Climate change

Freedom from fear, hostility and intimidation It is a basic democratic right for a student to feel secure and not be troubled by offensive or humiliating treatment. Schools can teach this during history and social studies classes. And staff can work to ensure that school policies honor student safety and foster a culture of kindness and acceptance, not one of aggression and intimidation. How? By enhancing bullying-prevention policies and protocols.

Richard Hagy

Florida Education Administrator Richard Hagy

Making sure his students feel safe from intimidation and harassment is not only a priority for Richard Hagy, it’s a mandate that’s non-negotiable.

If he’s learned one thing in more than 30 years in education administration, it’s this: a culture of kindness and acceptance does much to advance academic outcomes, school safety and overall student well-being.

“I’ve been in this long enough to know that if kids do not feel safe, they won’t do well,” stresses Hagy, principal of 2000-student Mariner Middle School in Florida’s Lee County School District. Racial minorities comprise about 45 percent of the student body, and half are at or below the poverty line. Six are currently homeless.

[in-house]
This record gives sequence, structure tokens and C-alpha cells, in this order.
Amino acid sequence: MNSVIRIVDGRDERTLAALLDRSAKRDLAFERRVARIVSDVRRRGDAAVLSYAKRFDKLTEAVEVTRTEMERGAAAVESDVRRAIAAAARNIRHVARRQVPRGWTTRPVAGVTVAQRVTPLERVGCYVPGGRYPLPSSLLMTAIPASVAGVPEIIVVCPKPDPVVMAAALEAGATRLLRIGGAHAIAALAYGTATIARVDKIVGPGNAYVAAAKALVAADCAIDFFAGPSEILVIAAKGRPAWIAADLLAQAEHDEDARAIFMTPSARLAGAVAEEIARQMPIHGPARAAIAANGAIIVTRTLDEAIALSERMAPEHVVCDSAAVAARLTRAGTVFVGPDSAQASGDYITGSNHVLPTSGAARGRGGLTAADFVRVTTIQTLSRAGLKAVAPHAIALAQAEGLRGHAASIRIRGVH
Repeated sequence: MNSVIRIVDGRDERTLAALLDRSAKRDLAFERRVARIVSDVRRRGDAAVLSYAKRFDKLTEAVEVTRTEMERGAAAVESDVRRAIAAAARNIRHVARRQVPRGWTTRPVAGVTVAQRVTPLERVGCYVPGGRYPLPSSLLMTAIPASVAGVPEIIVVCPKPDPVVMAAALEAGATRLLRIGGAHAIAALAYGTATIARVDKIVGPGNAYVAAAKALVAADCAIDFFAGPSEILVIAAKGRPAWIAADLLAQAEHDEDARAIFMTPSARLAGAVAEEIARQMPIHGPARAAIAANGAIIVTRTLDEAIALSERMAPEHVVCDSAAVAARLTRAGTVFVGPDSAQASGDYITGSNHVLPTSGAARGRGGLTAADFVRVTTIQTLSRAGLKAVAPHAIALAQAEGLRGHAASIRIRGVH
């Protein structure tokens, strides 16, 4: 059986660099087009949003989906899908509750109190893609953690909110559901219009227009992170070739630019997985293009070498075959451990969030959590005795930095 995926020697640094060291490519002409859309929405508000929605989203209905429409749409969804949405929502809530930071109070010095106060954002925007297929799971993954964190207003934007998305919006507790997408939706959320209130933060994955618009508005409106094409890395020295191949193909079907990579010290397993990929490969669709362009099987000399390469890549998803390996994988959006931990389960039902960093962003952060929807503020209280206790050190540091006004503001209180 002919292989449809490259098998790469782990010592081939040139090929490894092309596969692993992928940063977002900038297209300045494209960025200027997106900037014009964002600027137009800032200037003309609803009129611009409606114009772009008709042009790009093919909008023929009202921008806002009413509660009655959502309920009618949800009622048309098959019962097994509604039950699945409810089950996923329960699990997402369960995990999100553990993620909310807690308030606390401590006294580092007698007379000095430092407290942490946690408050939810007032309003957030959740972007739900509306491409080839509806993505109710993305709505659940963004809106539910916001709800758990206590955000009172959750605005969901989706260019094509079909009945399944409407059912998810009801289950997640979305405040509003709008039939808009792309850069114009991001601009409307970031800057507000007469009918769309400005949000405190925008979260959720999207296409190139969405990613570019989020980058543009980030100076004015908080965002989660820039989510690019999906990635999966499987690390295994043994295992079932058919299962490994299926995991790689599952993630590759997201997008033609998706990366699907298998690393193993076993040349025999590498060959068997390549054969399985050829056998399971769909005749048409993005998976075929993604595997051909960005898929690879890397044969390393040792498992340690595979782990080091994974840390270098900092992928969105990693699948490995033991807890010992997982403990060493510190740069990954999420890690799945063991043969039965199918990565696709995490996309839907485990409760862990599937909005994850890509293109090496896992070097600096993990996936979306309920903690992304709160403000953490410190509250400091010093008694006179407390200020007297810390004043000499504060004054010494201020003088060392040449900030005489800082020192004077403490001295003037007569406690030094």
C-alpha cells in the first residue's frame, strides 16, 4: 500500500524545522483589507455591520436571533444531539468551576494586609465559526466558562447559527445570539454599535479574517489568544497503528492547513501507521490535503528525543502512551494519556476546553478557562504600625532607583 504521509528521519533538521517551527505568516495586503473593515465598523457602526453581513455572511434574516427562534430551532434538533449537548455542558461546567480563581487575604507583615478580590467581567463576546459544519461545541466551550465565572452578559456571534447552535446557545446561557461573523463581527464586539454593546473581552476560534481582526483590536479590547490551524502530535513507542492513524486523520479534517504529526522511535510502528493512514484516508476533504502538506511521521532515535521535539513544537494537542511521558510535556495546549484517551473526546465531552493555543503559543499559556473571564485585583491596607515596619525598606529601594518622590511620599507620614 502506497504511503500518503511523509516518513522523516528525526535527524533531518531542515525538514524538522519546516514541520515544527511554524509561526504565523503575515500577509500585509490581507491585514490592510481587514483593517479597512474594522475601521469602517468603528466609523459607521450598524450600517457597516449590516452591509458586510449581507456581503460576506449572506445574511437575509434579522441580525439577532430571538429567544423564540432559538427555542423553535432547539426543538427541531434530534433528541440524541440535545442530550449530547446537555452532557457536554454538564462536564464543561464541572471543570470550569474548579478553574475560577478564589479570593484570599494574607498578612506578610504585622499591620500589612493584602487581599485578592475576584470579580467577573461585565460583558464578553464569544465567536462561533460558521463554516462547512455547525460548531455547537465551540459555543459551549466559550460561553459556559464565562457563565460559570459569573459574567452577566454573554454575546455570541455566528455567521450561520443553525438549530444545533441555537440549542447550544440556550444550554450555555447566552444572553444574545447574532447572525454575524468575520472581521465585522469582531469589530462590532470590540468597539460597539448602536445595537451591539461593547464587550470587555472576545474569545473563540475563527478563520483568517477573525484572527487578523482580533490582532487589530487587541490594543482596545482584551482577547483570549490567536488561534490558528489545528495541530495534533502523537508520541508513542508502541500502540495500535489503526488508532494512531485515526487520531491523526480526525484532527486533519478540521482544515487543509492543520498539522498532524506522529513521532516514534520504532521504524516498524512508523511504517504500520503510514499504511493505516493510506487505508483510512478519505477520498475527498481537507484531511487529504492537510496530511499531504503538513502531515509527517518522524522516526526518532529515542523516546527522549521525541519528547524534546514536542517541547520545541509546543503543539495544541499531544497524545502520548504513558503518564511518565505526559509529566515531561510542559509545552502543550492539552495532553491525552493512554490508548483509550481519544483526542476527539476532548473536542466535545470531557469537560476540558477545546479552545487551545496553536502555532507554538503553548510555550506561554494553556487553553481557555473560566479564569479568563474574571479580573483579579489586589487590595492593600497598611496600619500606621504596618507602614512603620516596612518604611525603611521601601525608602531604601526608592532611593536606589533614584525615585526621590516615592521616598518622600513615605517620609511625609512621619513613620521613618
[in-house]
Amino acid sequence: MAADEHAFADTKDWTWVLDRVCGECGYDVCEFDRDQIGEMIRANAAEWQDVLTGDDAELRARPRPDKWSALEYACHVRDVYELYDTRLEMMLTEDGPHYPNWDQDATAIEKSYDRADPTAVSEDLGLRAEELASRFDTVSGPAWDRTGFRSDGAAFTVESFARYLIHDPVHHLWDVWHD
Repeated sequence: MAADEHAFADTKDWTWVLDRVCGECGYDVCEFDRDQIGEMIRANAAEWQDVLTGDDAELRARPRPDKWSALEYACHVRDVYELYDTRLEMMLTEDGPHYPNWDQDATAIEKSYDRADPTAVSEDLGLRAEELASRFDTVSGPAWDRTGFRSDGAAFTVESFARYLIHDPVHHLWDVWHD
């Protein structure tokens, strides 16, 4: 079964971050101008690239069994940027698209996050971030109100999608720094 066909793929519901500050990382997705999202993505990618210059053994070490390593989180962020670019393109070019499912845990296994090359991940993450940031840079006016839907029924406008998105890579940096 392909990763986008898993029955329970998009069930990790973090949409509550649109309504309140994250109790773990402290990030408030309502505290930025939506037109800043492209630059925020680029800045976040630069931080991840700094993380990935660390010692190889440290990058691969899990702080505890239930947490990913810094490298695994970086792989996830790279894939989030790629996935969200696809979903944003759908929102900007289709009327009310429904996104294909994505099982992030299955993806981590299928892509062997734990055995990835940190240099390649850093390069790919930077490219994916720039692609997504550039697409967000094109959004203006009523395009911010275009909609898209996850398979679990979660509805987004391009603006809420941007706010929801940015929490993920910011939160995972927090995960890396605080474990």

Among programs at the top of Hagy’s priority list? Bullying prevention.

“If you look at incidents of student suicide or school violence, bullying behaviors are often a factor,” notes Hagy.

Among these incidents is Jeffrey Johnston, 15-year-old son of Florida teacher Debbie Johnston, who died by suicide after enduring two years of relentless cyberbullying by a classmate. Jeff’s death catalyzed efforts in Florida to propose legislation to boost school safety and violence prevention by prohibiting bullying or harassment.

“Bullying breeds a climate of fear and disrespect that is detrimental to our students,” adds Hagy . “Not addressing it proactively and with compassion is simply “not an option. We aspire to be an ‘A’ school and campus culture is integral to our achieving this.”

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